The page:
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Henry says money not reason he chose to stay with Gunners

by Christopher Davies

LONDON — According to Thierry Henry, he had not thought about signing a new contract with Arsenal before last Wednesday’s Champions League final defeat by Barcelona. The match over, Henry said he would start to think about his future.

Christopher Davies

Even though multimillion pound contracts usually take weeks to thrash out, the day after the 2-1 loss to Barcelona, Henry did an interview with The Sun revealing he was staying with Arsenal.

It is staggering to believe that Henry had not mulled over in his mind what the next step in his career would be. It is one thing to be focused, but that is elevating single-mindedness to new heights.

Taking Henry at his word, how and why did he reach such a major decision so quickly with usually complicated contract negotiations fast-tracked as a four-year deal was agreed to?

Barcelona had been constantly linked with him, but with a front three of Lionel Messi, Samuel Eto’o and Ronaldinho, plus Ludovic Giuly in reserve, where would Henry fit in?

Without giving much away Henry said: “Were Barcelona the only option? I didn’t want to know about other options. I’m an honest guy, so maybe that would have been the team I’d have gone for had I left. But I’m still here, and that’s all that matters.”

Henry also ruled out any suggestion that he could move to Spain in the future — strengthening the belief that he intends to finish his career at Arsenal.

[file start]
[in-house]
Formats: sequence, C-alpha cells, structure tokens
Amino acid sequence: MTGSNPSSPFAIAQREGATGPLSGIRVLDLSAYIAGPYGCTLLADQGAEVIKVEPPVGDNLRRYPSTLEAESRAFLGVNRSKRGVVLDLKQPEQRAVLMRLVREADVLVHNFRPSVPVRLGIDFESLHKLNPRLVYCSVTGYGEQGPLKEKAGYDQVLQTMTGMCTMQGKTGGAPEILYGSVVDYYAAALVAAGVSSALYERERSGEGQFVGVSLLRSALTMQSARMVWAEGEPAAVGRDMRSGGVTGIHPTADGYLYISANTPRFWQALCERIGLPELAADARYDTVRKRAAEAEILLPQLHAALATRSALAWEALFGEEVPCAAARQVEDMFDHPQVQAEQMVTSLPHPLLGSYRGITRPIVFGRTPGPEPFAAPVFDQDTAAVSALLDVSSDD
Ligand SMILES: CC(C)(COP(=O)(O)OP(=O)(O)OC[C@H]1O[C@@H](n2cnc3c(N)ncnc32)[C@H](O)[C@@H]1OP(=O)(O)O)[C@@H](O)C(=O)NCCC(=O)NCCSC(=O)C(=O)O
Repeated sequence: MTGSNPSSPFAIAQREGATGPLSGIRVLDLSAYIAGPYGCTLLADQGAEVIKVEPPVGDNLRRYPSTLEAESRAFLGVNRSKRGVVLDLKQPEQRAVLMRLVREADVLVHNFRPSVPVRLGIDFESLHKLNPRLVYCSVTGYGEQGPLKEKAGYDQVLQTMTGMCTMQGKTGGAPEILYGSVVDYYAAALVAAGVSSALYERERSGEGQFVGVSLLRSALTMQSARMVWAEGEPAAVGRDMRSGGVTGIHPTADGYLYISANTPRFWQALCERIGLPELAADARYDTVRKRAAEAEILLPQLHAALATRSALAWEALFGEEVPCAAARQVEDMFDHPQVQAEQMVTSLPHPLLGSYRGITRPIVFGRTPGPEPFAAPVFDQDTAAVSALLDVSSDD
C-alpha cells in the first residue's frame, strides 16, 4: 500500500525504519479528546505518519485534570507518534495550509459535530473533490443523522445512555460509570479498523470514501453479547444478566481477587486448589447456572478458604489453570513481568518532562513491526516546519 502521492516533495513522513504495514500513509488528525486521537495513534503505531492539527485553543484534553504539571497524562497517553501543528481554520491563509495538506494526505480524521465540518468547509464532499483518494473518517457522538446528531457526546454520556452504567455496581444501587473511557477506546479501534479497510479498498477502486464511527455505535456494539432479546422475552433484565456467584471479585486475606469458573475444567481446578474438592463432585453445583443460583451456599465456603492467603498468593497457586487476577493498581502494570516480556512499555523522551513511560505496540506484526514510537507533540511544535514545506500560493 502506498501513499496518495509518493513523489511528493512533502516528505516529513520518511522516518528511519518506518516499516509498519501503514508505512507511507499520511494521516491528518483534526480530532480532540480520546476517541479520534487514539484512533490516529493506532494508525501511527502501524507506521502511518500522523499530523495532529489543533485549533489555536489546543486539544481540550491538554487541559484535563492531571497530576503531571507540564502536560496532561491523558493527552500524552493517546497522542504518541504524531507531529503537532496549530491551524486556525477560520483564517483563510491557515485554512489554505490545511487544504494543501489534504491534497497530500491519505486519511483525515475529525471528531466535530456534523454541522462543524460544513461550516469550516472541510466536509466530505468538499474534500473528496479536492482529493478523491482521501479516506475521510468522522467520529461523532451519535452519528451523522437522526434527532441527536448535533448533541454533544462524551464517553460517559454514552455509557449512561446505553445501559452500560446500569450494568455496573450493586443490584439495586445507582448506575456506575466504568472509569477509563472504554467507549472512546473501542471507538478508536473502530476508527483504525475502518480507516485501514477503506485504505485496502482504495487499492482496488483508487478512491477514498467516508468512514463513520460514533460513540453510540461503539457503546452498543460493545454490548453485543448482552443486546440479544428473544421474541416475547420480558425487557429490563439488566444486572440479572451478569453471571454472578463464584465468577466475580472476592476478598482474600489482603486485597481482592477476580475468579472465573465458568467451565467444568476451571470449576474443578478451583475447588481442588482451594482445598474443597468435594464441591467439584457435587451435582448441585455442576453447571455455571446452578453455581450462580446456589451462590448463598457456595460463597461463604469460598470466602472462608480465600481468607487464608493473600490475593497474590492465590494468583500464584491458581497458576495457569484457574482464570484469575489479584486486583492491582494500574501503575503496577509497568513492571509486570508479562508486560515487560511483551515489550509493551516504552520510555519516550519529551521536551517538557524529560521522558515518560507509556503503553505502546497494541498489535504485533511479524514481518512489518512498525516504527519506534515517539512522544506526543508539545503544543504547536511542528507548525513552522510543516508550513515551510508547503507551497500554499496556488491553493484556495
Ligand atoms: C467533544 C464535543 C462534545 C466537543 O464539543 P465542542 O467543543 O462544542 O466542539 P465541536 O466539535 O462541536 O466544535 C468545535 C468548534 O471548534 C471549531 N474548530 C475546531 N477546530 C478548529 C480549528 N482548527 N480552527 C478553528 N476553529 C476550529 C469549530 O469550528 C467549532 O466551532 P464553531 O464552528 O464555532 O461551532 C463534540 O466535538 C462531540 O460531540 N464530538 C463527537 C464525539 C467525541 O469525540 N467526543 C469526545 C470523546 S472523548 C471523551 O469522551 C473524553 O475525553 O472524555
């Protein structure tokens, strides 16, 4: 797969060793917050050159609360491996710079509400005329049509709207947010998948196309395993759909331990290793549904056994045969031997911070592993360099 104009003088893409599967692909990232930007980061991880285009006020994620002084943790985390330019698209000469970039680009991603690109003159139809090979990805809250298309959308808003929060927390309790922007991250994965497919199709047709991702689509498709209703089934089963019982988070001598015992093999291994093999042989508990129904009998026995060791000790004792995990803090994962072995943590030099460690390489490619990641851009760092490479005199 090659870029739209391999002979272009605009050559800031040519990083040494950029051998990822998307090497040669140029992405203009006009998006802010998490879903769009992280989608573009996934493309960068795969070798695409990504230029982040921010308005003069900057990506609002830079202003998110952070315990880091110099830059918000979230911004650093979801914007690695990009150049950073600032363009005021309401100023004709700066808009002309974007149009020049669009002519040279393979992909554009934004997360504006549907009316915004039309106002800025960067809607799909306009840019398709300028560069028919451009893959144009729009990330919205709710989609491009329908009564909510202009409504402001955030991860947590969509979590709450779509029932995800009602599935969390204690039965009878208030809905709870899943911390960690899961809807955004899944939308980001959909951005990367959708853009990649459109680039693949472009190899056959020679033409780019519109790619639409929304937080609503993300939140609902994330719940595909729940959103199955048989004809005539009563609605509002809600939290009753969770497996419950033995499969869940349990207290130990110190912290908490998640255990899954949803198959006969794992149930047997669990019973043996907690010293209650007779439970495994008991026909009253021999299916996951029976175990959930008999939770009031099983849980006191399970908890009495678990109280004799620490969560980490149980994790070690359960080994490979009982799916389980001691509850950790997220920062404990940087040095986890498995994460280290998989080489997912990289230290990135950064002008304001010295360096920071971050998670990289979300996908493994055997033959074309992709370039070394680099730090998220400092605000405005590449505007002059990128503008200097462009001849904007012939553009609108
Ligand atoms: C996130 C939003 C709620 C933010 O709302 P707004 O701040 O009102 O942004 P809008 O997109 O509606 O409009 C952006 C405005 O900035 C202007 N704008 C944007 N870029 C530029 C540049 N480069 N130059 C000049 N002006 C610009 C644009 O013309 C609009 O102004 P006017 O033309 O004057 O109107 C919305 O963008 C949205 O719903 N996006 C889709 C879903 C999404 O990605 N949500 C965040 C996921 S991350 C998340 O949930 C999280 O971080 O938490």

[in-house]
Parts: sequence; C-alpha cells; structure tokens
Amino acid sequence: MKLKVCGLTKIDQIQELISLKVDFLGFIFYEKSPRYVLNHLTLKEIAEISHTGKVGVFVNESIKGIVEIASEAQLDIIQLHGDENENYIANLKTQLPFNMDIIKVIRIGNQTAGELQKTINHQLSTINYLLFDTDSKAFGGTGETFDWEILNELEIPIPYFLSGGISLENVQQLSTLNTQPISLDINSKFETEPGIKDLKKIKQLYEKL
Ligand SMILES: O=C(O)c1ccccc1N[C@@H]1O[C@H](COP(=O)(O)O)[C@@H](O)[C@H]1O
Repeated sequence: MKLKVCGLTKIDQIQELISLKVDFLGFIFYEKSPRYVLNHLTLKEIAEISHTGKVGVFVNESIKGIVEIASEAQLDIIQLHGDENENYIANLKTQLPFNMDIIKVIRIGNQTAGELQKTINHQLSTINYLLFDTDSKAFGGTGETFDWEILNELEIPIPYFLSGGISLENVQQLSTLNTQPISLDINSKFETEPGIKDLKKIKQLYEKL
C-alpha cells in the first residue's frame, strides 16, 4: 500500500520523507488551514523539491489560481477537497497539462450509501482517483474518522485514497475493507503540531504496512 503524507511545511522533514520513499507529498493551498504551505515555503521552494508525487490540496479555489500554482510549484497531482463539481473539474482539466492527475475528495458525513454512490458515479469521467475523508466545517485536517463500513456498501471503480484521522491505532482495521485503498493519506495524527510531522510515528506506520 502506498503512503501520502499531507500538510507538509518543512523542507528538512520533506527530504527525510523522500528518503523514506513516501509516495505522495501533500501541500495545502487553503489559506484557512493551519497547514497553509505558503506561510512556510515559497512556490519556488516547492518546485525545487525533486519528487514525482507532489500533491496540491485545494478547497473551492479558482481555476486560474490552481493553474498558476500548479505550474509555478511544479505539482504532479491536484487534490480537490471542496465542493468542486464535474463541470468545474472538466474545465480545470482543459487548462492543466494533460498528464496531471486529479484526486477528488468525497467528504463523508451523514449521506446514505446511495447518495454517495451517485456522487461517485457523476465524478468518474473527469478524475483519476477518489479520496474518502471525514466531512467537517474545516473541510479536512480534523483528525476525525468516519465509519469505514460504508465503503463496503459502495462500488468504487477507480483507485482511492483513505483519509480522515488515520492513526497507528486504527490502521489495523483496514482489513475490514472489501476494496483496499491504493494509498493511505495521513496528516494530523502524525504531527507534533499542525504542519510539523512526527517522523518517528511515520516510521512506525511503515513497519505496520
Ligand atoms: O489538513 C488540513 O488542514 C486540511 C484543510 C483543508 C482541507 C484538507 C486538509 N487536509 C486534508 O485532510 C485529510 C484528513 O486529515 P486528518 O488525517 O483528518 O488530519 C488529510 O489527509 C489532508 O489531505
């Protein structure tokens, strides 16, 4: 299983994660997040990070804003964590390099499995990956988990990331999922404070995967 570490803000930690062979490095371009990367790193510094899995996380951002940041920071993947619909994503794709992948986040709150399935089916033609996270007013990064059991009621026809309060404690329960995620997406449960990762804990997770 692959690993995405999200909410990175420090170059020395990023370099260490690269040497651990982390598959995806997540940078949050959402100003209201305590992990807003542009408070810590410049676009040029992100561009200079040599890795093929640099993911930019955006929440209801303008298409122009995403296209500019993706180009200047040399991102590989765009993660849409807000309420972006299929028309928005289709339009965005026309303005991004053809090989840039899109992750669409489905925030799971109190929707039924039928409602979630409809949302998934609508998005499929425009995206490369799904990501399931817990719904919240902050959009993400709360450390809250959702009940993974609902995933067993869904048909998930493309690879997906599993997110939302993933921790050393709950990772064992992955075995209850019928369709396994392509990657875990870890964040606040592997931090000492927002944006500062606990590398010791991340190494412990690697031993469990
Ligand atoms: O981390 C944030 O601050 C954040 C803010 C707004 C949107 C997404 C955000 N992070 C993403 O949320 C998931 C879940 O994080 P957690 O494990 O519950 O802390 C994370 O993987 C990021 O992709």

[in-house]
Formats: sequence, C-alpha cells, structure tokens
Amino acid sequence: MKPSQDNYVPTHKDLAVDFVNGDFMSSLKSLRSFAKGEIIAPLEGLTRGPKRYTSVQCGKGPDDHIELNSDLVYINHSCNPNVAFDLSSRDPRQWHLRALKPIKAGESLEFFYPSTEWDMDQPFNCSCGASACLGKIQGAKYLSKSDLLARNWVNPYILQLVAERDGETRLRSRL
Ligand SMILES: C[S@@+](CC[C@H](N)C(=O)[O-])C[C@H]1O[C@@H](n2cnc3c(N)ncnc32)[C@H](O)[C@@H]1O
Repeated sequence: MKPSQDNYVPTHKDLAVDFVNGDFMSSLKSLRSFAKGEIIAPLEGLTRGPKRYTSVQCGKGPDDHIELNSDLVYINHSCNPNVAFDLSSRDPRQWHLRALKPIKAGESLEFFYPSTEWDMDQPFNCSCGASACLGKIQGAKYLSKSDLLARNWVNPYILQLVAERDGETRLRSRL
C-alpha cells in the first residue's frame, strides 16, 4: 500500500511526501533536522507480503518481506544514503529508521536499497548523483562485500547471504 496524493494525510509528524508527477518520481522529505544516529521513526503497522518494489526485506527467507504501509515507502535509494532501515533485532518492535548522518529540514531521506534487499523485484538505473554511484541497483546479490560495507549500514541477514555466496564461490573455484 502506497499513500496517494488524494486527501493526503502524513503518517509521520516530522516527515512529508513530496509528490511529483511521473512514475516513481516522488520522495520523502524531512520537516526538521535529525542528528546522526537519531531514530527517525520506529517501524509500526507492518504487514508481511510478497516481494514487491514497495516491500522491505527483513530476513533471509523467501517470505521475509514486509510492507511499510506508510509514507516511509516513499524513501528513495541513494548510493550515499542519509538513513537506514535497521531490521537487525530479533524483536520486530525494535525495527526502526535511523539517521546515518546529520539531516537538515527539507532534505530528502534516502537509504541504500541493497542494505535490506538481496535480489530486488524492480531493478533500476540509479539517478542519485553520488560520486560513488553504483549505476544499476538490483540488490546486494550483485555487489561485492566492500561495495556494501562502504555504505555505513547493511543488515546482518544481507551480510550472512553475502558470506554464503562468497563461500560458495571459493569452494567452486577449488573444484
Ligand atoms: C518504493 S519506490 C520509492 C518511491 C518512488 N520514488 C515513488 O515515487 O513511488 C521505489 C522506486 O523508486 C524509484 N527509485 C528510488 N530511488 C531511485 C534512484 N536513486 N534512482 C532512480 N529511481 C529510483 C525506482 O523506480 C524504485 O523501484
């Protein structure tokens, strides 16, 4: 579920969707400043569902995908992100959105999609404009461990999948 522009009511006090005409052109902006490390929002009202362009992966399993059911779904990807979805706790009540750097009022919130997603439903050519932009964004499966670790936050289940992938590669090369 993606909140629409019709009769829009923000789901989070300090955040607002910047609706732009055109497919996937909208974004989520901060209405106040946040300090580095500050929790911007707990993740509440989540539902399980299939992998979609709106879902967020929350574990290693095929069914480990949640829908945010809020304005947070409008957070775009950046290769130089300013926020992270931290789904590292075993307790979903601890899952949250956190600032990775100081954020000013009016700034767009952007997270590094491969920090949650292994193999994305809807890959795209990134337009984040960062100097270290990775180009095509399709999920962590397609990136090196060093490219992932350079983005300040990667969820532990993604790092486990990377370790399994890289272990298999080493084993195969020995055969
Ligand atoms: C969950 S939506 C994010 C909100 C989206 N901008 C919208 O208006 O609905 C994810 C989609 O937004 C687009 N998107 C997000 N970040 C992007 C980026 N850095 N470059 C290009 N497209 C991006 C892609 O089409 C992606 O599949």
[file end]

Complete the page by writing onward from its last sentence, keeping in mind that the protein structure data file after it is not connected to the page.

He said: “I’ve never played in Spain, and I never will. I’ve played in France and Italy, but this is the best country to play football and this is my last contract. I enjoy playing away or at home, getting stick. It’s the passion I like. Here you can do your job in the right way — people here respect the player.”

Footballers make money for clubs so can claim to be worth the investment, but Henry reacted angrily to suggestions that financial matters ever played a part in his decision, even though he will earn a reported £130,000 per week as part of his new deal at Arsenal.

Fans do not care how much players earn, as long as the team is winning, and whatever Henry is paid by Arsenal there will be very few dissenting voices from those supporters who subsidize such a huge pay packet.

He said: “It was not about the economic question. It was not about money. Even if I’d left or whatever, again it would have nothing to do with money.

“At some point, people have to stop talking about that. People want to give you a label as a footballer where it’s all money, money, money.

“Of course money has contributed to a certain lifestyle for us and one day that will stop, but there’s love, there’s emotion, real emotion, real love; sometimes when you want to go because you might want to live somewhere else. It’s not always about money, whether you stay or leave. In any walk of life it’s same.”

The presence of Henry will make it easier for Arsene Wenger to sign a couple of top-class new players this summer.